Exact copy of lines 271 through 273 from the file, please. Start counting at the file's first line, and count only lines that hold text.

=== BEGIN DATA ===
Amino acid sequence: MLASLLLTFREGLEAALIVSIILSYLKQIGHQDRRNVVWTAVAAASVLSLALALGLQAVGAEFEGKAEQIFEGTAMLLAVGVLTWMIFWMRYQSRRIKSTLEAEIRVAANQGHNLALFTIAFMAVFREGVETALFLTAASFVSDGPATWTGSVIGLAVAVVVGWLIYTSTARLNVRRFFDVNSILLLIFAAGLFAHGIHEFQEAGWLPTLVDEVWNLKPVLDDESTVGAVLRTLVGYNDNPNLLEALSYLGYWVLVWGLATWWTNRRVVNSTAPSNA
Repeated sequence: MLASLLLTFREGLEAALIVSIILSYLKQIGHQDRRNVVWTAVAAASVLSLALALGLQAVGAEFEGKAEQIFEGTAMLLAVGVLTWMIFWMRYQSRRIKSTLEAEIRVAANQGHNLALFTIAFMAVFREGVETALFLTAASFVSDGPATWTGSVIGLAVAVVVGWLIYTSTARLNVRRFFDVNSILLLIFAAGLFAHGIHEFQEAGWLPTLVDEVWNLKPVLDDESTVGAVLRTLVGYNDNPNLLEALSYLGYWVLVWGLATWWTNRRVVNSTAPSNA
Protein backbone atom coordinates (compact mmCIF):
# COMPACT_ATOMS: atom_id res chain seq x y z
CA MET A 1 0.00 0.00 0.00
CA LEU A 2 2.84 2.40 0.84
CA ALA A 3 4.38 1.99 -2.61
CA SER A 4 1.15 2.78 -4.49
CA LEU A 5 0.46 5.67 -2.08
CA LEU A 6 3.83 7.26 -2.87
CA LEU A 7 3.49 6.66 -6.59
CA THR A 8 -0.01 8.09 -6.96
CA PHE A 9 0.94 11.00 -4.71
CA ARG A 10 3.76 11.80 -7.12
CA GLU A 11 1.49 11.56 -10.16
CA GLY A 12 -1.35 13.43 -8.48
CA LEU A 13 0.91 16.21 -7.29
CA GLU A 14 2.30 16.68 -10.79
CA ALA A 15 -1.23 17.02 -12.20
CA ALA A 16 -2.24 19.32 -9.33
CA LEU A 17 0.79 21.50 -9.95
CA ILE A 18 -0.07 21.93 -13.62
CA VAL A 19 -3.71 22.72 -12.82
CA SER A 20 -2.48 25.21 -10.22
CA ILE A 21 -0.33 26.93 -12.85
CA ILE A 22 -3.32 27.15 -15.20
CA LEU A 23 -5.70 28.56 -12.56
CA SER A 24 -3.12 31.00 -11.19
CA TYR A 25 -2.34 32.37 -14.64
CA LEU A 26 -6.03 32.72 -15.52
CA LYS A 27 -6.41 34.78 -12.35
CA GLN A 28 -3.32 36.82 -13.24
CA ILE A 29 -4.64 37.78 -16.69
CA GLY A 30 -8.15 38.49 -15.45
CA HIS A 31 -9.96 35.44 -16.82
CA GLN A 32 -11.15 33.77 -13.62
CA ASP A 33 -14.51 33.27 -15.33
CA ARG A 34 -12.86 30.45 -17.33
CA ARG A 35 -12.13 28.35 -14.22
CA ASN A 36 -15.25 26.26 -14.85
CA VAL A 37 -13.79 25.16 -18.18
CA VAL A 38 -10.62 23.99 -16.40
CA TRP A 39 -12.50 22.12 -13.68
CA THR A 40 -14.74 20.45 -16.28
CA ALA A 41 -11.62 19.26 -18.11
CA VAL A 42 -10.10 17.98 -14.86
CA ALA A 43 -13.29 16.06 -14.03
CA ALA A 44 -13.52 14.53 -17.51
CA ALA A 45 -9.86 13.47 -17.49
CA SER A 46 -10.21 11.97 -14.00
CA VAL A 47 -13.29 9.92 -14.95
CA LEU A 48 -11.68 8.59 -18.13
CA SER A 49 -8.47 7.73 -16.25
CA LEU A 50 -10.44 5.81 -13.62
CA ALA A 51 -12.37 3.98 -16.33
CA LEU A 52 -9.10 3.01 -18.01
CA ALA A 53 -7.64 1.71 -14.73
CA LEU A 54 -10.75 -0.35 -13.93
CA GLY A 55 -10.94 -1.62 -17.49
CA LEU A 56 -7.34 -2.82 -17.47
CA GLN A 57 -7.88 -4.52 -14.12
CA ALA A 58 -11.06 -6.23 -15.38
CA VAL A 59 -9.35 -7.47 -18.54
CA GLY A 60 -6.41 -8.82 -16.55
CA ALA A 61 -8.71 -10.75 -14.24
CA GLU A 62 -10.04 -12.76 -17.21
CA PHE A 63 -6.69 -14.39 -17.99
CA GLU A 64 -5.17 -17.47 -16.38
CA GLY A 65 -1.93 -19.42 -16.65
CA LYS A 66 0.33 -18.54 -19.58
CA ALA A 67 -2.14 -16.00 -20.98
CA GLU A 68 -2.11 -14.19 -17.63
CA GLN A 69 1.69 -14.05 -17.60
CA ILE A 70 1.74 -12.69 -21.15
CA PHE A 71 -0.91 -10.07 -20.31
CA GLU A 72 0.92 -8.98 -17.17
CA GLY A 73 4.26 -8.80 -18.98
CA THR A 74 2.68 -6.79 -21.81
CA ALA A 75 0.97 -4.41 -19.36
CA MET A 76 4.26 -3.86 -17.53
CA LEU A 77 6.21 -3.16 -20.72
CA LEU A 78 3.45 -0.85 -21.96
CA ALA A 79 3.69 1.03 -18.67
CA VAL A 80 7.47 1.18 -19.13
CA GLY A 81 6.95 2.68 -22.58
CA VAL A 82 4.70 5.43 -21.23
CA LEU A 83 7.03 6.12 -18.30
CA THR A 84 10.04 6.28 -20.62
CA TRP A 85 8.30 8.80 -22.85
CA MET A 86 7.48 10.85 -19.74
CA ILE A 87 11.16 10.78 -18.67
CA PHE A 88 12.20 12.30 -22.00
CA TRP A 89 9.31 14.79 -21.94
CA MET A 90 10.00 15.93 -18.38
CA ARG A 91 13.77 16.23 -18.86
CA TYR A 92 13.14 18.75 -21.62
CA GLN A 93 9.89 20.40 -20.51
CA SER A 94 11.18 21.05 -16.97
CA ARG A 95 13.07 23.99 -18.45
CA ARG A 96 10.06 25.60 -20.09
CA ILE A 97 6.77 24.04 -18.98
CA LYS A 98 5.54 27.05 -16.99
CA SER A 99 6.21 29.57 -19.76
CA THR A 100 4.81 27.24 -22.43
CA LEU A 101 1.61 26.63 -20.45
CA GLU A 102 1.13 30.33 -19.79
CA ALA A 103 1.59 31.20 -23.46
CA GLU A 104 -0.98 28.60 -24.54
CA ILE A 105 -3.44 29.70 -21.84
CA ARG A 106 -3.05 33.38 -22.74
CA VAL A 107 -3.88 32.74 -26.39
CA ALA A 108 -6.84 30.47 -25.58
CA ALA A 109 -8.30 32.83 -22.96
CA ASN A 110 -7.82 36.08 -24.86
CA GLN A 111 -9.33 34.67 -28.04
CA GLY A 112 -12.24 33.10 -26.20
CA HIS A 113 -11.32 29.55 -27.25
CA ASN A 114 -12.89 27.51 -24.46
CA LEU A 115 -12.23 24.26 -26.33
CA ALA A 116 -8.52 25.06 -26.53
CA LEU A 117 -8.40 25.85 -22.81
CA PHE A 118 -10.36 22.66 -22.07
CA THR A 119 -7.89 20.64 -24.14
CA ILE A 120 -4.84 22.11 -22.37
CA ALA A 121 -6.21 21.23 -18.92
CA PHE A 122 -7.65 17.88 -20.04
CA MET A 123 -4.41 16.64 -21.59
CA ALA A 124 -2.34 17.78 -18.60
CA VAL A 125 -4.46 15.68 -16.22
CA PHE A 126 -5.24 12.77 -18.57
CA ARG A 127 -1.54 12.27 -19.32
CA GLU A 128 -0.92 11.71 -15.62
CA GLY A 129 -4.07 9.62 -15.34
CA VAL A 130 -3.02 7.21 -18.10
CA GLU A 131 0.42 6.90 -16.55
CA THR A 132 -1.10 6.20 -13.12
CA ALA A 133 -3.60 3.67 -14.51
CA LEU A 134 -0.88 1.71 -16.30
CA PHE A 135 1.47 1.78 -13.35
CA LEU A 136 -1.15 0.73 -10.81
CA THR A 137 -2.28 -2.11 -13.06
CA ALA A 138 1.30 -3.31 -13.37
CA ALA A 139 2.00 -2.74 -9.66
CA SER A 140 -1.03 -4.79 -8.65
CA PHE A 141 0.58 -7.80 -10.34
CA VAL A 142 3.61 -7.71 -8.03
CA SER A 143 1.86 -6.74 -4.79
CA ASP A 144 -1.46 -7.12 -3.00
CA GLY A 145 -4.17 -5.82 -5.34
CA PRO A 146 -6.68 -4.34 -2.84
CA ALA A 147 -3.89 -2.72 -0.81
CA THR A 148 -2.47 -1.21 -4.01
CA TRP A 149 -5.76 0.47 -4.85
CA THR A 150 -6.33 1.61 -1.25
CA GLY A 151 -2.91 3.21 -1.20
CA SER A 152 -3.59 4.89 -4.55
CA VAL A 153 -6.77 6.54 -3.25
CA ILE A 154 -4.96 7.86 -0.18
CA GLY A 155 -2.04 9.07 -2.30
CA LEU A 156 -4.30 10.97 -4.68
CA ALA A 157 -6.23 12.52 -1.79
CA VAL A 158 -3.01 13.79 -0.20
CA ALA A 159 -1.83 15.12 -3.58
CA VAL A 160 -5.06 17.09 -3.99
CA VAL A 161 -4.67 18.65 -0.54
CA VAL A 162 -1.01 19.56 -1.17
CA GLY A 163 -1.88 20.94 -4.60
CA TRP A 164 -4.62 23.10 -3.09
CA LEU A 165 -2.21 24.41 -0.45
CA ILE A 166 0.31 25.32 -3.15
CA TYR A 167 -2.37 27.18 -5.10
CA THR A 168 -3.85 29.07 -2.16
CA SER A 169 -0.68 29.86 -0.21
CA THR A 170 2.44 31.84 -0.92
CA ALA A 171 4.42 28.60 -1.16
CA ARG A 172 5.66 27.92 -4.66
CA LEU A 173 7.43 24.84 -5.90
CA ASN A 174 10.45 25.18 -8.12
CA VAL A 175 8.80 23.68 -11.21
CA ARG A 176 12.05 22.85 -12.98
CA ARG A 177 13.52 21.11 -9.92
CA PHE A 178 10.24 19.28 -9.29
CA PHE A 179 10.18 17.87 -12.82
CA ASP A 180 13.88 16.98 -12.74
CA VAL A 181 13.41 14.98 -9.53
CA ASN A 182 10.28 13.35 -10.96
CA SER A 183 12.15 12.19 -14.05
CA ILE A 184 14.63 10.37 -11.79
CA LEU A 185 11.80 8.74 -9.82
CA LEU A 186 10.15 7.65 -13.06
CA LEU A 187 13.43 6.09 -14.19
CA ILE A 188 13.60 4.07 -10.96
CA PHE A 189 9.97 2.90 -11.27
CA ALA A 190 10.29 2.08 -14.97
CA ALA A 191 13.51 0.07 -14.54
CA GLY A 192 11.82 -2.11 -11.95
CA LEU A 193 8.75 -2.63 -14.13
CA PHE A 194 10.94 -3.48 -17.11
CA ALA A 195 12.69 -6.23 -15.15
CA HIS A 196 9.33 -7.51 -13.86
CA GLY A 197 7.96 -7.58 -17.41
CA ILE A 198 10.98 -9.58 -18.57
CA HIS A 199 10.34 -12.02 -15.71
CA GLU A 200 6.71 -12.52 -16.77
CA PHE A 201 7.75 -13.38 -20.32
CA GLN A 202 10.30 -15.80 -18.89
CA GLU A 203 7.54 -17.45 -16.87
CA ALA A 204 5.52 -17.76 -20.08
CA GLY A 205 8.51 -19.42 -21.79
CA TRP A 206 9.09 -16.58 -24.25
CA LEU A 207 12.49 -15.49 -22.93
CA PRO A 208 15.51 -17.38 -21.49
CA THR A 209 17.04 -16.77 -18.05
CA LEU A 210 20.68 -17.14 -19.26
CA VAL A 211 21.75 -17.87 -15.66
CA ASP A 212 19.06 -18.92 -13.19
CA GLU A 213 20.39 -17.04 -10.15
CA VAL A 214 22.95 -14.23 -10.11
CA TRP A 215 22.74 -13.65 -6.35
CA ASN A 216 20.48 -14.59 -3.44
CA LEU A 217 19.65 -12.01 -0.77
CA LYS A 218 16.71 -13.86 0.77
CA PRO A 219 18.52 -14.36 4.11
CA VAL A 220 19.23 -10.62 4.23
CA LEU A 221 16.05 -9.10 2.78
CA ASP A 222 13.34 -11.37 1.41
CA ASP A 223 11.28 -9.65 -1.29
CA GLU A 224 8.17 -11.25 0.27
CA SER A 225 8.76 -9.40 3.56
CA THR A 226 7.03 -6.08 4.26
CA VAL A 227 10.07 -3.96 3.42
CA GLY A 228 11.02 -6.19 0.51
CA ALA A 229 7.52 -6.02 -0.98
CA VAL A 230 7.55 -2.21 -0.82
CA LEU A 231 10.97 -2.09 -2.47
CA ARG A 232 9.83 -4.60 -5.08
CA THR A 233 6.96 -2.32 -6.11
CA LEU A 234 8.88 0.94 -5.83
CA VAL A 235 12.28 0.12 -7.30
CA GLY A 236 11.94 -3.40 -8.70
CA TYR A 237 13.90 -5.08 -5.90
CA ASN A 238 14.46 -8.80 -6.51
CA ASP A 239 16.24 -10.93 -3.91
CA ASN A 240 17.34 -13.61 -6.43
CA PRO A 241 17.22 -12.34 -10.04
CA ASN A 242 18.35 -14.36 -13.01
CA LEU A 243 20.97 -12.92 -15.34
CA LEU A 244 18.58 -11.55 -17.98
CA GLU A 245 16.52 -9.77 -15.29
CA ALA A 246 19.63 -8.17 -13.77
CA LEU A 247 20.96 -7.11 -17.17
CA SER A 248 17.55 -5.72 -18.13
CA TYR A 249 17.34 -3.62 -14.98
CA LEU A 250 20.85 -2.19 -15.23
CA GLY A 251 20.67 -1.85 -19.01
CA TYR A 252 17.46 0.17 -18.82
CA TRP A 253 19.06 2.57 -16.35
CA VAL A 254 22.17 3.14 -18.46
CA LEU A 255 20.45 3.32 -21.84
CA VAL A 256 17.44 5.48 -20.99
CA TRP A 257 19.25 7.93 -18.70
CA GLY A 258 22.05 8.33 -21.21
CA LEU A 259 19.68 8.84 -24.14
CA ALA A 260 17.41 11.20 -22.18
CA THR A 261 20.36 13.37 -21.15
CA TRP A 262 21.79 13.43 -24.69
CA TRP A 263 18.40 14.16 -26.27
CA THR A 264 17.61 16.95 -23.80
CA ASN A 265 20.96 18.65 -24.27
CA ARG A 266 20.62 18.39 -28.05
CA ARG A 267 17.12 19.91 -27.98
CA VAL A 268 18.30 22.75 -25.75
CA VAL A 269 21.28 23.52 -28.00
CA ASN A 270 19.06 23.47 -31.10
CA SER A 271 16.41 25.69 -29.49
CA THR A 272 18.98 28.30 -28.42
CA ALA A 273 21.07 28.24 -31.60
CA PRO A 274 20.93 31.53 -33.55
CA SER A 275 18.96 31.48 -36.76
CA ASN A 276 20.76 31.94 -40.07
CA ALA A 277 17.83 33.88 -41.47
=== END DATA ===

CA ARG A 267 17.12 19.91 -27.98
CA VAL A 268 18.30 22.75 -25.75
CA VAL A 269 21.28 23.52 -28.00